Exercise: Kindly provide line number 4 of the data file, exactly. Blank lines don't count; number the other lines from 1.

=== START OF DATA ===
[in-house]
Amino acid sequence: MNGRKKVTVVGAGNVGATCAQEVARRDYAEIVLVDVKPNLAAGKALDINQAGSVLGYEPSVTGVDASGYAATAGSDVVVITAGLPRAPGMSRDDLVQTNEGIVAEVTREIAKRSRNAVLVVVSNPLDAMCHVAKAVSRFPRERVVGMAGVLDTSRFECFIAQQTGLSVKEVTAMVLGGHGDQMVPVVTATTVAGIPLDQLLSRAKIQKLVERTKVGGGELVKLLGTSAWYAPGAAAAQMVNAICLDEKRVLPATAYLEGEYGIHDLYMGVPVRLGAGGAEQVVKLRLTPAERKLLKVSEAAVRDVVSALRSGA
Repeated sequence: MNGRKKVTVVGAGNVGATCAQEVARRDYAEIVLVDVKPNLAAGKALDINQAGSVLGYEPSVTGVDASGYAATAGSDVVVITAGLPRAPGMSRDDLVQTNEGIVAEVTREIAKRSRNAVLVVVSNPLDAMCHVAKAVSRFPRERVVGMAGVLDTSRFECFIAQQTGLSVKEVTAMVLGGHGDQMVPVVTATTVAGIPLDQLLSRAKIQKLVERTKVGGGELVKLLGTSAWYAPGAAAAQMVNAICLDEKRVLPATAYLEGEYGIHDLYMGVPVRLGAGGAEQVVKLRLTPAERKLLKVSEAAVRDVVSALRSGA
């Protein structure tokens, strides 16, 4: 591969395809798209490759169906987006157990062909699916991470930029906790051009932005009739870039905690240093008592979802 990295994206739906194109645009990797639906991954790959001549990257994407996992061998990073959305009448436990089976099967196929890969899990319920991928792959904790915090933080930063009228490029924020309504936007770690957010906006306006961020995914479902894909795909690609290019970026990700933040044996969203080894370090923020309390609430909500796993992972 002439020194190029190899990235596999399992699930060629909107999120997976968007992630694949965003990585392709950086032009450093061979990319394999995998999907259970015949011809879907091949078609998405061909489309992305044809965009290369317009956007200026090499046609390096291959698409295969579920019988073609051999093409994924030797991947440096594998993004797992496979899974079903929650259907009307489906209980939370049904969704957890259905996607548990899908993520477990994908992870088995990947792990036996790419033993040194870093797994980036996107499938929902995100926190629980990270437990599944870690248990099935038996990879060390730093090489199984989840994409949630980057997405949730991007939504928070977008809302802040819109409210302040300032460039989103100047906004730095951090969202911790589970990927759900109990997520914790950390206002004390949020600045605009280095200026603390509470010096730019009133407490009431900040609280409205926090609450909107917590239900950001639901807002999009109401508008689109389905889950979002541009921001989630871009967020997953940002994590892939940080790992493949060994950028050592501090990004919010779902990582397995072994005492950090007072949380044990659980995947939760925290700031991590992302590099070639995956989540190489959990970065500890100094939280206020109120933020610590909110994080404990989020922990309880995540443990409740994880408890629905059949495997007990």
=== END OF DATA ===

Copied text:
């Protein structure tokens, strides 16, 4: 591969395809798209490759169906987006157990062909699916991470930029906790051009932005009739870039905690240093008592979802 990295994206739906194109645009990797639906991954790959001549990257994407996992061998990073959305009448436990089976099967196929890969899990319920991928792959904790915090933080930063009228490029924020309504936007770690957010906006306006961020995914479902894909795909690609290019970026990700933040044996969203080894370090923020309390609430909500796993992972 002439020194190029190899990235596999399992699930060629909107999120997976968007992630694949965003990585392709950086032009450093061979990319394999995998999907259970015949011809879907091949078609998405061909489309992305044809965009290369317009956007200026090499046609390096291959698409295969579920019988073609051999093409994924030797991947440096594998993004797992496979899974079903929650259907009307489906209980939370049904969704957890259905996607548990899908993520477990994908992870088995990947792990036996790419033993040194870093797994980036996107499938929902995100926190629980990270437990599944870690248990099935038996990879060390730093090489199984989840994409949630980057997405949730991007939504928070977008809302802040819109409210302040300032460039989103100047906004730095951090969202911790589970990927759900109990997520914790950390206002004390949020600045605009280095200026603390509470010096730019009133407490009431900040609280409205926090609450909107917590239900950001639901807002999009109401508008689109389905889950979002541009921001989630871009967020997953940002994590892939940080790992493949060994950028050592501090990004919010779902990582397995072994005492950090007072949380044990659980995947939760925290700031991590992302590099070639995956989540190489959990970065500890100094939280206020109120933020610590909110994080404990989020922990309880995540443990409740994880408890629905059949495997007990």